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Saving $10k in a year seems like a daunting task, to me anyway, but the benefits are many. For one, I'd finally have a healthy emergency fund plus I wouldn't have to worry about going into credit card debt for my next vacation or home renovation project.

I think breaking it down to how much I'd need to save weekly or monthly makes hitting that $10k goal much more digestible. Anyone have tips on making setting aside a little money each month an out of sight, out of mind task? For example, my partner has a small amount of her paycheck automatically deposited in a separate savings account each pay period.

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Will S.

Community Marketing Manager

The Penny Hoarder

Last edited by Will S.
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For some with good paying jobs this should not be too hard, for those of us who are not so fortunate, well. It would take a lot of structure and self discipline to do this, figure out a budget, stick to it, and hope for the best. There are many variables in people's lives-kids, cars, mortgage or rent, food, incidentals, repairs....then figure out where this saved money is going to be coming from and where are you going to put it. It is going to be taxed in some form unless you have a safe means of storage.

I know of people who have done this, but they are the ones who sell something big- house, vehicle, or something like that. You could also save money that you get/earn outside of your 'regular' income- tax return, child support, etc. Or of course, get a second job while not increasing your expenditures.

I save all money (in a separate account) that is not my work income- tax returns, current tax credits, bonus at work, any unplanned income.  Out of sight, out of mind works well for me.

Yes, I agree @redcatcec. This is something I'm only aspiring to do, as I know I won't be there by the end of 2022. I have a mortgage and childcare to account for alongside everyday expenses.

@KellyFromKeene I'm definitely looking into setting up a new savings account that automatically takes a small portion of funds from each paycheck. It won't be anywhere near $192 a week to hit $10k in a year, but it'll be a start!

It was easier for me because I started during the heart of the pandemic, last year April 30,2020, because I was bored. Started with the Stash app, putting  $10 in 5 companies automatically every week, gradually adding more companies. Since I was working from home and was not shopping as much as before the pandemic, it was easy to stick with it, So, I got used to having the extra money after paying all my bills, I now put in $100 in 10 companies and $5 here and there in other companies, totaling to about $500 a month. A year and 7 months later, I have now invested $12, 218.31. I am now used to saving that amount and don't miss it at at all.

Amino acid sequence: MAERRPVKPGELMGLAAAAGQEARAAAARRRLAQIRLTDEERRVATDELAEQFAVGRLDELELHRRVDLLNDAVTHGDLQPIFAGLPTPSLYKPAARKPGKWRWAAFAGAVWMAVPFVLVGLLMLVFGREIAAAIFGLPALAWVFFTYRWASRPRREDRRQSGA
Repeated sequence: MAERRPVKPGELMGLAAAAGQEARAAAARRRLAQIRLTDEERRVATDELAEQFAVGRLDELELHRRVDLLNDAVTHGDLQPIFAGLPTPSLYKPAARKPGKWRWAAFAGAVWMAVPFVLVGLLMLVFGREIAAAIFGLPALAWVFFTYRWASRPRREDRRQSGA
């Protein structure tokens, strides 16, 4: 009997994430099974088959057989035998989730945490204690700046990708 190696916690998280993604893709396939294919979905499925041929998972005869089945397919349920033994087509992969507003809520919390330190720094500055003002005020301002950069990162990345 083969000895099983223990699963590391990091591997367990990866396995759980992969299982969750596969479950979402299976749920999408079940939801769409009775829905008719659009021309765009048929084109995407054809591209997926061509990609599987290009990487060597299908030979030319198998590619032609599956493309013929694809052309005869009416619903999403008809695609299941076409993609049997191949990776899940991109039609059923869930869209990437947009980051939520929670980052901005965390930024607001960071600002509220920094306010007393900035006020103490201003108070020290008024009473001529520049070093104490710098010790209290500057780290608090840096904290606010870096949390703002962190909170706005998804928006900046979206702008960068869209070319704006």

As mentioned in another comment earlier, this might be easier if someone had a much higher income.

For example, if you made $200k/yr, saving $10k/yr is trivial because that won't require too much effort. Conversely, if you made $50k/yr and had to save $10k/yr + you had childcare expenses....that'd a bit tougher, if not outright impossible.

At some point, it may be easier to just make $10k more per year than to save another $10k/yr. For example, saving $192/week might be near impossible if all fixed expenses put you into saving only $10/week. In those cases, you can't really squeeze any more blood from a stone and it's easier to either 1) work a 2nd job / hustle, or 2) get a raise to make an *additional* 10k/yr. If you can only save $10/week but made another $10k/yr, you don't have to sacrifice your quality of life at all and you'd still save an extra $10k/yr.

Certainly, making an extra $10k/yr isn't easy, but it's easier than doing the impossible which is to save an extra $10k/yr when there isn't any more room in the expenses to do so.

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https://goodmoneygoodlife.com

I am going to start this. I think it will be January 1st goal for 2022. I am currently on a no-spend challenge for November which means no Amazon shopping. I need to replace my emergency fund & pay off my credit card balance. I am so mad at myself for getting in this position over things that I don't really even need. I've found a bunch of good brands, dress clothes that are 2 sizes too big in my closet which I never open. So am looking for a good resale place online and looking for suggestions.

I don't know how feasible this is anymore but before the pandemic I used to go to the bank and every time I would get some of my money back in Nickels.

The idea behind it was that I wouldn't want to go spend a bunch of nickels to buy anything, and it also allowed me to search through them for silver.

At the end of the year I had saved up several hundred dollars of nickels.

Not a ton of money compared to 10,000 but still something.

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